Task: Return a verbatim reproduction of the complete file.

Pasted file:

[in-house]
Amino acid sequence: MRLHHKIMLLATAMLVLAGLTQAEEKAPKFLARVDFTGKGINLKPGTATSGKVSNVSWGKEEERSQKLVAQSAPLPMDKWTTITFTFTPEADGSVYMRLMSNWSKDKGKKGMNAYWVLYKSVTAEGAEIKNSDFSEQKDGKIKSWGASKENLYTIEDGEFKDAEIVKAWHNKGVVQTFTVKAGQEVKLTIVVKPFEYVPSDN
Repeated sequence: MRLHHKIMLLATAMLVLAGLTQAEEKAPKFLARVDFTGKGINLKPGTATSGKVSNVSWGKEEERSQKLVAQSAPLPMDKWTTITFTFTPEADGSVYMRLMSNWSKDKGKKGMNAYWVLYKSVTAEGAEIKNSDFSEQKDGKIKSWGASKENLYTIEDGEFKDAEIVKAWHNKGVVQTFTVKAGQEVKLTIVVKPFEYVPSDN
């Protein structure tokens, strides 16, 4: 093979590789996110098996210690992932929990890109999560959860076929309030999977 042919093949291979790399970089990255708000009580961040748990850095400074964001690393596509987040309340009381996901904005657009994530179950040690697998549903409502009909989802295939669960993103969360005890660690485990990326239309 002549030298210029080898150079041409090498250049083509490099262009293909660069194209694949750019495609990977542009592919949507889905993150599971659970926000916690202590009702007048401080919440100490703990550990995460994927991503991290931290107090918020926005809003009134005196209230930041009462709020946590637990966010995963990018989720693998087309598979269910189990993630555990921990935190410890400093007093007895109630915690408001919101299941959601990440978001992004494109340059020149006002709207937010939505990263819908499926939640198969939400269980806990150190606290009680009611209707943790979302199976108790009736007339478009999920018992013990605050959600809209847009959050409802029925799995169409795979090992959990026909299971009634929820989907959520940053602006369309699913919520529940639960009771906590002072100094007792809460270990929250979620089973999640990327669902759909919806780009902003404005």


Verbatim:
[in-house]
Amino acid sequence: MRLHHKIMLLATAMLVLAGLTQAEEKAPKFLARVDFTGKGINLKPGTATSGKVSNVSWGKEEERSQKLVAQSAPLPMDKWTTITFTFTPEADGSVYMRLMSNWSKDKGKKGMNAYWVLYKSVTAEGAEIKNSDFSEQKDGKIKSWGASKENLYTIEDGEFKDAEIVKAWHNKGVVQTFTVKAGQEVKLTIVVKPFEYVPSDN
Repeated sequence: MRLHHKIMLLATAMLVLAGLTQAEEKAPKFLARVDFTGKGINLKPGTATSGKVSNVSWGKEEERSQKLVAQSAPLPMDKWTTITFTFTPEADGSVYMRLMSNWSKDKGKKGMNAYWVLYKSVTAEGAEIKNSDFSEQKDGKIKSWGASKENLYTIEDGEFKDAEIVKAWHNKGVVQTFTVKAGQEVKLTIVVKPFEYVPSDN
């Protein structure tokens, strides 16, 4: 093979590789996110098996210690992932929990890109999560959860076929309030999977 042919093949291979790399970089990255708000009580961040748990850095400074964001690393596509987040309340009381996901904005657009994530179950040690697998549903409502009909989802295939669960993103969360005890660690485990990326239309 002549030298210029080898150079041409090498250049083509490099262009293909660069194209694949750019495609990977542009592919949507889905993150599971659970926000916690202590009702007048401080919440100490703990550990995460994927991503991290931290107090918020926005809003009134005196209230930041009462709020946590637990966010995963990018989720693998087309598979269910189990993630555990921990935190410890400093007093007895109630915690408001919101299941959601990440978001992004494109340059020149006002709207937010939505990263819908499926939640198969939400269980806990150190606290009680009611209707943790979302199976108790009736007339478009999920018992013990605050959600809209847009959050409802029925799995169409795979090992959990026909299971009634929820989907959520940053602006369309699913919520529940639960009771906590002072100094007792809460270990929250979620089973999640990327669902759909919806780009902003404005």